*A postwar plan for the Gaza Strip must be based on exclusive Israeli military control, not on well-intentioned US guarantees and defense pacts, and not on non-Israeli peacekeepers, who would not be limited to observing compliance, but mostly to combatting terrorists. However, non-Israeli peacekeepers should not be expected to sacrifice their lives on the altar of Israel’s security.

*In 1983, Hezbollah terrorists car-bombed the US Marine barracks and US Embassy in Beirut, killing 260 Americans, prompting the withdrawal of US soldiers – who participated in the Multinational (peacekeeping) Force – from Lebanon.

US guarantees and defense pacts?

*According to Prof. Michla  Pomerance, Hebrew University, international relations, US guarantees and defense pacts (dating back to the early 19th century) feature escape routes – highlighting the dominance of US interests over the interests of the guaranteed party – facilitating delay, suspension and non-implementation:
<Non-specificity;
<Non-automaticity;
<Non-implementation;
<Subordination to the US Constitution, which limits presidential power.

*In fact, the inherent ambiguity, non-durability and tentative nature of US guarantees and defense pacts have unintentionally tended to fuel conflicts. 

For example:

<On December 5, 1994, the US, Britain, and Russia signed the Budapest Memorandum on Security Assurances, guaranteeing the territorial integrity of Ukraine.  It prohibited Russia from using military force or economic coercion against Ukraine, except in self-defense. It required Ukraine to give up its nuclear arsenal, which was at the time the 3rd largest in the world. Donald Blinken, the US Ambassador to Hungary and father of Secretary Tony Blinken, was in attendance.

The undeterred 2014 Russian occupation of Crimea and Donbas in eastern Ukraine and the 2022 invasion of other parts of Ukraine, and the resulting destruction of Ukraine, attest to the mirage-like significance of US and British guarantees, which were not ratified by the US Senate.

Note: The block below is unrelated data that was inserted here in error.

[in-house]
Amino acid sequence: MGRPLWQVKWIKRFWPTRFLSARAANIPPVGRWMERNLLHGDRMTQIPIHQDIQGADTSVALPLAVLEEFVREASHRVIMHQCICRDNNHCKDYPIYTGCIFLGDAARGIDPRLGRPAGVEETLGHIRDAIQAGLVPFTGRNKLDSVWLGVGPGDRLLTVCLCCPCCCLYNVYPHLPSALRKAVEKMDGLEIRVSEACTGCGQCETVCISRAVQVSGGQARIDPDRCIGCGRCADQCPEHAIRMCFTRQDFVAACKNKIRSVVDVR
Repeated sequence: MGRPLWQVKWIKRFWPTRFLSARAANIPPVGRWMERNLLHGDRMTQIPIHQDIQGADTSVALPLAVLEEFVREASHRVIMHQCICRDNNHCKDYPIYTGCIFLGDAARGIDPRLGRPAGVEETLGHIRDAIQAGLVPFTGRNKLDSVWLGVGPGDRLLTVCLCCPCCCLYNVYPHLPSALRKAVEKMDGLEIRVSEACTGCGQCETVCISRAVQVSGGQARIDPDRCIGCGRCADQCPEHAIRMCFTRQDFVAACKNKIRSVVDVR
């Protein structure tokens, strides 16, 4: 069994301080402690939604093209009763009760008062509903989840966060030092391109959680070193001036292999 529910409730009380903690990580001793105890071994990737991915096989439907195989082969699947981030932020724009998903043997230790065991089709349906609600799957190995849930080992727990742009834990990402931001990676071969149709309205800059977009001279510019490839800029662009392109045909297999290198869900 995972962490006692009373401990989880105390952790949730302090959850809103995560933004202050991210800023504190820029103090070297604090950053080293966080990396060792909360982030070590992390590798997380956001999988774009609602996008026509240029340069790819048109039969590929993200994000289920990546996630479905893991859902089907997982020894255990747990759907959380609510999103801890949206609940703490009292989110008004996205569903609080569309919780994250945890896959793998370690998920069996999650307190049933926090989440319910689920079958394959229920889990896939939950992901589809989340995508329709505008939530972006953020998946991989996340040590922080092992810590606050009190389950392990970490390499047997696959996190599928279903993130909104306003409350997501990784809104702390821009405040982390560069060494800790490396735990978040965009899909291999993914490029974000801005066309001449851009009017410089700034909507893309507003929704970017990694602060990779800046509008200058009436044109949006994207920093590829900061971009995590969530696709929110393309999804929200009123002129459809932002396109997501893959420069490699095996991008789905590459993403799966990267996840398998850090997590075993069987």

<In 1954, President Eisenhower signed a defense treaty pact with Taiwan, but in 1979 – when China sided with the US against the USSR – President Carter annulled the treaty unilaterally with the support of Congress, acknowledging the “one China position” with “Taiwan is part of China….” The US Supreme Court refrained from action, declaring it “non-justiciable.”  The defense treaty was substituted with the 1979 non-diplomatic and militarily non-committal congressional Taiwan Relations Act.

The predominance of the US Constitution in the shaping of US domestic and foreign policy attests that US defense pacts are not iron clad.

<In November 1956, President Eisenhower issued a memorandum, compensating Israel for its full withdrawal from the Sinai Peninsula: “No nation has the right to forcibly prevent free and innocent passage in the Gulf [of Suez] and through the Straits [of Tiran, leading to Eilat]…. The United States… is prepared to exercise the right of free passage and to join with others to secure general recognition of this right.” Israel was led to believe that the US would use all means to prevent Egyptian violations of demilitarized Sinai, blocking Israeli passage in the Suez Canal and blockading the access to the port of Eilat. However, in 1967, when the documentation of Egyptian violations were presented to President Johnson, he (rightly) claimed that the memorandum was not ratified by the US Senate, that there was no congressional support for military intervention, and “I’m a tall Texan, but without Congress, I’m a short President…. It ain’t worth a solitary dime.”

The Egyptian violations, the withdrawal of the UN Emergency Force, and the imminent Egypt-Syria-Jordan military offensive, along with the intrinsic unreliability of US guarantees, led to the preemptive 1967 Six Day War.